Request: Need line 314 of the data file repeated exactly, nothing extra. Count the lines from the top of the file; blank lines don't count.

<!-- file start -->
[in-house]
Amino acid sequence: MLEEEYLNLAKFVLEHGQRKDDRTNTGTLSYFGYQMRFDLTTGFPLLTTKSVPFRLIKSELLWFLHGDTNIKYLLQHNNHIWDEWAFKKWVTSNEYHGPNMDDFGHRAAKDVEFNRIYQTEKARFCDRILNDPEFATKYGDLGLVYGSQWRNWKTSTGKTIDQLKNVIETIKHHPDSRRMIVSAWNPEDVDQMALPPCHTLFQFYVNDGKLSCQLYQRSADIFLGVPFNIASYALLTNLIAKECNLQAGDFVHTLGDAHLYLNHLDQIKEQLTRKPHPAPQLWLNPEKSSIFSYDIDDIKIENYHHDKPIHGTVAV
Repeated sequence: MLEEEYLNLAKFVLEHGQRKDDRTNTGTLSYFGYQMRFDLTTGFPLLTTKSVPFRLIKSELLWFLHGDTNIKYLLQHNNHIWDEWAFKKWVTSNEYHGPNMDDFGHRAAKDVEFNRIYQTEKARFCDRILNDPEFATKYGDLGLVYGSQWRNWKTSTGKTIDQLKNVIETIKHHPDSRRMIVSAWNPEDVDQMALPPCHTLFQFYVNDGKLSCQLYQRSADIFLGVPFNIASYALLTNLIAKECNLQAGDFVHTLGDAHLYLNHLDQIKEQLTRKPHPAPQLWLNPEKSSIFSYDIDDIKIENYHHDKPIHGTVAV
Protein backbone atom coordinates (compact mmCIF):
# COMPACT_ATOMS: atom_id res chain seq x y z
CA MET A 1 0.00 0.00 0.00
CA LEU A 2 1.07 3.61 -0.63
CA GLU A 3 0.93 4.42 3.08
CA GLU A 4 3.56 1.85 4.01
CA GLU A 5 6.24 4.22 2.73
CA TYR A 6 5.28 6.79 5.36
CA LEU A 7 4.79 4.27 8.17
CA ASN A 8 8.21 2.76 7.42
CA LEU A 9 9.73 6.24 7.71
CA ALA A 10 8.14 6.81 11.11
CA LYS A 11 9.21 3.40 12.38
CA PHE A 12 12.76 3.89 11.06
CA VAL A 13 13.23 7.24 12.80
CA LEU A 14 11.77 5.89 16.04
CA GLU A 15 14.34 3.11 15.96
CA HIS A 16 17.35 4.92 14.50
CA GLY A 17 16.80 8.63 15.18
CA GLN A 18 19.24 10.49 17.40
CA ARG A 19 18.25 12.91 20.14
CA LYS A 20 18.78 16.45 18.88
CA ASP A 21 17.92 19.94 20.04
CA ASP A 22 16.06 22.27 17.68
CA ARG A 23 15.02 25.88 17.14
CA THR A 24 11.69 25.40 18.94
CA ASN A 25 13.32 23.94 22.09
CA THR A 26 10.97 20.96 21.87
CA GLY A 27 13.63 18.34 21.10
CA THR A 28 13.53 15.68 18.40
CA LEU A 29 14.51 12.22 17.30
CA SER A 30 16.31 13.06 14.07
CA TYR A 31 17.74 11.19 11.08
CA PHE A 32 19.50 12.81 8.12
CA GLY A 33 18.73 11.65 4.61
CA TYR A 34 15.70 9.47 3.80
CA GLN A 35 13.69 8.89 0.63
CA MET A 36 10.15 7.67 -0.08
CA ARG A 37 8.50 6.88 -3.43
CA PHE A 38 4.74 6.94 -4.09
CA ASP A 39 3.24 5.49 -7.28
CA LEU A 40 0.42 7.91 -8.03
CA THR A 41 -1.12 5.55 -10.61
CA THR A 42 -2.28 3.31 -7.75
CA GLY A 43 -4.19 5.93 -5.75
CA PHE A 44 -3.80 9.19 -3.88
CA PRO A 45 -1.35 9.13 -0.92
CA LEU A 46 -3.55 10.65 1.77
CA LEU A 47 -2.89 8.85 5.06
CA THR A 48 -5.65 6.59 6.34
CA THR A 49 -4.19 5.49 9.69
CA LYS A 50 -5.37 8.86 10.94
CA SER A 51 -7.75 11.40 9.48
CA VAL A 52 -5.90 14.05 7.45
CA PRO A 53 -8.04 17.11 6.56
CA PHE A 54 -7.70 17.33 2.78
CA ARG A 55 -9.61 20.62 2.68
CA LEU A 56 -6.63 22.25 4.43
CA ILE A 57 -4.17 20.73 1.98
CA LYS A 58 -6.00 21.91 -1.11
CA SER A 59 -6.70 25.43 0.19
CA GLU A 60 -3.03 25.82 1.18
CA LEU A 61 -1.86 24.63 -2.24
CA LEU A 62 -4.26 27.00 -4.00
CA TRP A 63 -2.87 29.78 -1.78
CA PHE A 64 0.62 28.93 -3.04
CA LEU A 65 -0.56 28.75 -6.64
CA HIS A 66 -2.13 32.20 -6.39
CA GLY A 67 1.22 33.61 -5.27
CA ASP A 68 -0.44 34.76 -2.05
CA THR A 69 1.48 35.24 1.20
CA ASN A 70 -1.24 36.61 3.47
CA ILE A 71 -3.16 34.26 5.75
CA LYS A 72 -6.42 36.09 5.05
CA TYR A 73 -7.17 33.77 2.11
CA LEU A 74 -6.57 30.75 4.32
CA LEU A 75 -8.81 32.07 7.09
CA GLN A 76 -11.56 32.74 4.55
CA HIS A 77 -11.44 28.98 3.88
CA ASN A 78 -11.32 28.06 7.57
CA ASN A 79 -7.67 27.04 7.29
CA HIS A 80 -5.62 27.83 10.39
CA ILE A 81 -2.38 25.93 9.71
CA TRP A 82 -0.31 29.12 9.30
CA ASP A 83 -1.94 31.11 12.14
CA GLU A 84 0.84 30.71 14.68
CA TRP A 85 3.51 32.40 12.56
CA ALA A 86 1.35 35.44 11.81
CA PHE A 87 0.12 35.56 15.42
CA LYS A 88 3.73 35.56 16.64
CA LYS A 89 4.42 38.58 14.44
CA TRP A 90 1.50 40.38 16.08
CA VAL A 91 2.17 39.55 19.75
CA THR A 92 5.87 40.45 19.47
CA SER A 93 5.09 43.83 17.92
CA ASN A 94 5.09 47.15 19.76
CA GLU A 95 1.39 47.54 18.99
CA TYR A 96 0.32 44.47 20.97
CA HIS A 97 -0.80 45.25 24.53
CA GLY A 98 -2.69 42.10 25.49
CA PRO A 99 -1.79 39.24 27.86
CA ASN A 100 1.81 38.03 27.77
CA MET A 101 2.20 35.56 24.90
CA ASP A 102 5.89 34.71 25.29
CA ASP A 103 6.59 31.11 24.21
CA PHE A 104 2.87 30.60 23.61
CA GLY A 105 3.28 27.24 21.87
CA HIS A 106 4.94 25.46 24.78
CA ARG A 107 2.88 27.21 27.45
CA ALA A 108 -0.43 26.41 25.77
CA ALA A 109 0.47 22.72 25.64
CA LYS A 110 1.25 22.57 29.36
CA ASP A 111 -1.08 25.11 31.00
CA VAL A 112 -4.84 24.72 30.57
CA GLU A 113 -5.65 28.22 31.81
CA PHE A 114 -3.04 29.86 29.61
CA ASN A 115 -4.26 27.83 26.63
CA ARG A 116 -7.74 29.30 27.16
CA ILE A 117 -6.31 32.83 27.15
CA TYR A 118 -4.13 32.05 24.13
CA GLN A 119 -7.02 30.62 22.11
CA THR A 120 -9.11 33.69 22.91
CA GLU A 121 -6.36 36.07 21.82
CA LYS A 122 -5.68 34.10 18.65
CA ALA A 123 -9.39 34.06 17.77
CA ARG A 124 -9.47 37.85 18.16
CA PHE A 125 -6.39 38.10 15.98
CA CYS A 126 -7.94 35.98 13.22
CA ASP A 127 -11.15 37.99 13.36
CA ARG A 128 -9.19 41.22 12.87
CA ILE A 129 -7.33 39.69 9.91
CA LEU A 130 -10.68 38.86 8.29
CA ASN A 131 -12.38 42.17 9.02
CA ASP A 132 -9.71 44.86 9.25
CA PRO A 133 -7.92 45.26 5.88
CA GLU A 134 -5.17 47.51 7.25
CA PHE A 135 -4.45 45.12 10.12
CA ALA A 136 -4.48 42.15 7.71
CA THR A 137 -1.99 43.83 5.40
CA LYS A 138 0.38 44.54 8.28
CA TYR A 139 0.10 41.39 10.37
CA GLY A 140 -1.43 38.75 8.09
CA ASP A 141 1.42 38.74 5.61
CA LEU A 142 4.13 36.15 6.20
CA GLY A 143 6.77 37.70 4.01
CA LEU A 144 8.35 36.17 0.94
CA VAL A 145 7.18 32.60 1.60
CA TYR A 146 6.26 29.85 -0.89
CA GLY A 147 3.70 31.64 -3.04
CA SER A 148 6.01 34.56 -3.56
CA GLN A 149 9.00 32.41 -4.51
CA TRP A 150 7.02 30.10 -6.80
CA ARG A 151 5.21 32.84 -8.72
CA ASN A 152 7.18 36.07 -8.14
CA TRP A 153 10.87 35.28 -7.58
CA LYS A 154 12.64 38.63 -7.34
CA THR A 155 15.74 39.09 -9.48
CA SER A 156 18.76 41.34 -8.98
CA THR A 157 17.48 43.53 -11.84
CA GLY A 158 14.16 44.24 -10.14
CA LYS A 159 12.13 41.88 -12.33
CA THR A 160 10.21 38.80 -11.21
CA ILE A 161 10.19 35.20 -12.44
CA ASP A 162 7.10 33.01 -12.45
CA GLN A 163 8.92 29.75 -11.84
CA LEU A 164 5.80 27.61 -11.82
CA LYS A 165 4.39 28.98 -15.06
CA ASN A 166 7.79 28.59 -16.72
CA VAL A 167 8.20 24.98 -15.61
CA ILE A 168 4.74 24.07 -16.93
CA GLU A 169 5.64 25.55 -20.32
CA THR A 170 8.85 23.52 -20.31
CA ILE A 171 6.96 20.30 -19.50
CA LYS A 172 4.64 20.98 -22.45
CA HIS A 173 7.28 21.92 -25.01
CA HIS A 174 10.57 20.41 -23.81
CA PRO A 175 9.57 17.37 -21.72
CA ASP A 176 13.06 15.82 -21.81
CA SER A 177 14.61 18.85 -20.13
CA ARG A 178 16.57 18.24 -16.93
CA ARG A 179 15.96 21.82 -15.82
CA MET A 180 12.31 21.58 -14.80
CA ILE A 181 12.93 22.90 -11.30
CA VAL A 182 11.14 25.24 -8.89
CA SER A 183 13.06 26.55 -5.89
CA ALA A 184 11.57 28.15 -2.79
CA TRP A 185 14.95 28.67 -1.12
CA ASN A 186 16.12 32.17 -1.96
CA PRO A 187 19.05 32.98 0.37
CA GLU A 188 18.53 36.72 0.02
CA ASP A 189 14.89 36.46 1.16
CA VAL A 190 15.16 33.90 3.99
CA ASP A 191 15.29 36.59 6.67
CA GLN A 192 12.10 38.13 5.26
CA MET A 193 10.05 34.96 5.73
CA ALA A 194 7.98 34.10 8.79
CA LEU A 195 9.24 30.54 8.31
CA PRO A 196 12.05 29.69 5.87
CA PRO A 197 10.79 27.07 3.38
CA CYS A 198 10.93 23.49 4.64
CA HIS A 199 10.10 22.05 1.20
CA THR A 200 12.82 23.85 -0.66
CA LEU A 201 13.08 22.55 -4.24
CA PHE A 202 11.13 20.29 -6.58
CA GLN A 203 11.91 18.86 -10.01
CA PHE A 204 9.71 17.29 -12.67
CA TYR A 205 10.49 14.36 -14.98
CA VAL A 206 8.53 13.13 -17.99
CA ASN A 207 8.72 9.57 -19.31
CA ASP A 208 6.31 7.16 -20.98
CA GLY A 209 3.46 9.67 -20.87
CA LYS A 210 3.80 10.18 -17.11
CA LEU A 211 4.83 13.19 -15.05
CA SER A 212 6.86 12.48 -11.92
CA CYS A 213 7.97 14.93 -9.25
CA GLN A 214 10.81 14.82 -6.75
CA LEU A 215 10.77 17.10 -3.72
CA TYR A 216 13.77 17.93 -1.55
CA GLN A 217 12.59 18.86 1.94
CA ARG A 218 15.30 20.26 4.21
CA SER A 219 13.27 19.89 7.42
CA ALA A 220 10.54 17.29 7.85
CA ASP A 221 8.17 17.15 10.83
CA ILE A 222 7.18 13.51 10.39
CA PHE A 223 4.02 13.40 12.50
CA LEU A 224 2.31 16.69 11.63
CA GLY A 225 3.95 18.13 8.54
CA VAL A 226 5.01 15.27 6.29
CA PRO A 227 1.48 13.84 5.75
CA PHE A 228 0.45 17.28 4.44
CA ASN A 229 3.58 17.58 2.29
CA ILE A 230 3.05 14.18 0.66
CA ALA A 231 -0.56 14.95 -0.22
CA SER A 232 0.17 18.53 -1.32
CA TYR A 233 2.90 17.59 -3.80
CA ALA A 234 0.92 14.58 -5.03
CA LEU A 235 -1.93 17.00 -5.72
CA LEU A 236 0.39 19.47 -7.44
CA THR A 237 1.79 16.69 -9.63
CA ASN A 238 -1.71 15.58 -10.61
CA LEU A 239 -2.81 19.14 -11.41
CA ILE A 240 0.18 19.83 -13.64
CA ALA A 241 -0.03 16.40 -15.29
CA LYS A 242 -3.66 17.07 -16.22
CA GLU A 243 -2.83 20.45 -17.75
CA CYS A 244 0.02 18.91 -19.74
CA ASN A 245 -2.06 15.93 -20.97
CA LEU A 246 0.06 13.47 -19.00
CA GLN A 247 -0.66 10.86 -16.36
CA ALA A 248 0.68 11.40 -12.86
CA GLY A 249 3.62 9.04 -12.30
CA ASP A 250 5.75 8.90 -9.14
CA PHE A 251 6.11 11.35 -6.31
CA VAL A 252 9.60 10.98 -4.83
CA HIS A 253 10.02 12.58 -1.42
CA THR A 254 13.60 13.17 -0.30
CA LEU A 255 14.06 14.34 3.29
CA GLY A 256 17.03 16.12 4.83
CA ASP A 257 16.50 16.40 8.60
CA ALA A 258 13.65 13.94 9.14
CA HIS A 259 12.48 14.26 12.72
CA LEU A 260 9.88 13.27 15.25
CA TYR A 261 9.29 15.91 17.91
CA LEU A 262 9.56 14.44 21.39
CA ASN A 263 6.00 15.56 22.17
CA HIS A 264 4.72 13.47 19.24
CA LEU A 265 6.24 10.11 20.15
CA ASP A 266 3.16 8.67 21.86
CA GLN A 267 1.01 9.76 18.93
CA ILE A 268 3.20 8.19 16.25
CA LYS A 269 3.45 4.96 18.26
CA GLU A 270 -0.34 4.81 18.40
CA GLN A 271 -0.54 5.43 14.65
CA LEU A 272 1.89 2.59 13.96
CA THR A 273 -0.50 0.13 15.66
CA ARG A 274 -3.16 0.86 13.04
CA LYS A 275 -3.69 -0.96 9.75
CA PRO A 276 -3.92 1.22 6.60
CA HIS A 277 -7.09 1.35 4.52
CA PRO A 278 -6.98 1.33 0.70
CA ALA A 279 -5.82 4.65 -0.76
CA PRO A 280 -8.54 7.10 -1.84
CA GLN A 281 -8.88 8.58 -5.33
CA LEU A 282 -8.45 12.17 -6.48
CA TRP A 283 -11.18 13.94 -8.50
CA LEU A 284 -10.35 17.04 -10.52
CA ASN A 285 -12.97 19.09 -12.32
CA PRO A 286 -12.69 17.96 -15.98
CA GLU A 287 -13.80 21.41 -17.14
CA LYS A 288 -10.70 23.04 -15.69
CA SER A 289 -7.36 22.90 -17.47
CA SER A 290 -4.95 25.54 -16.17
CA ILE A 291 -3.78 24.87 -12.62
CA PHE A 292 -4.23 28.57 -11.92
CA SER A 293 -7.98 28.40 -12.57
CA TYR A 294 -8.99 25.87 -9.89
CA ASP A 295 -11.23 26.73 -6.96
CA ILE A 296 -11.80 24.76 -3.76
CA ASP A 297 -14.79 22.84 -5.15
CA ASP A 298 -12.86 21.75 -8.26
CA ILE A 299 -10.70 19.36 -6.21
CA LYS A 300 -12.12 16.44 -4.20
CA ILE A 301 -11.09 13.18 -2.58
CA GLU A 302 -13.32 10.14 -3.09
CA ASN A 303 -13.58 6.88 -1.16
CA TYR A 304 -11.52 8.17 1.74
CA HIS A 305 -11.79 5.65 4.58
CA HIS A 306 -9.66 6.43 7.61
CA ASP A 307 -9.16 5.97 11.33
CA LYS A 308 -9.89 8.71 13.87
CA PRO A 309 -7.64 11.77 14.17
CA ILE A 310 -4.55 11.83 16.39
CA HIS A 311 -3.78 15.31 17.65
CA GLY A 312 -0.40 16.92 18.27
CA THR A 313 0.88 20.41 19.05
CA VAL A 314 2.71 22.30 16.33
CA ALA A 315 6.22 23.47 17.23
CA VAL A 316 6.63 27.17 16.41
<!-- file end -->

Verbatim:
CA PRO A 309 -7.64 11.77 14.17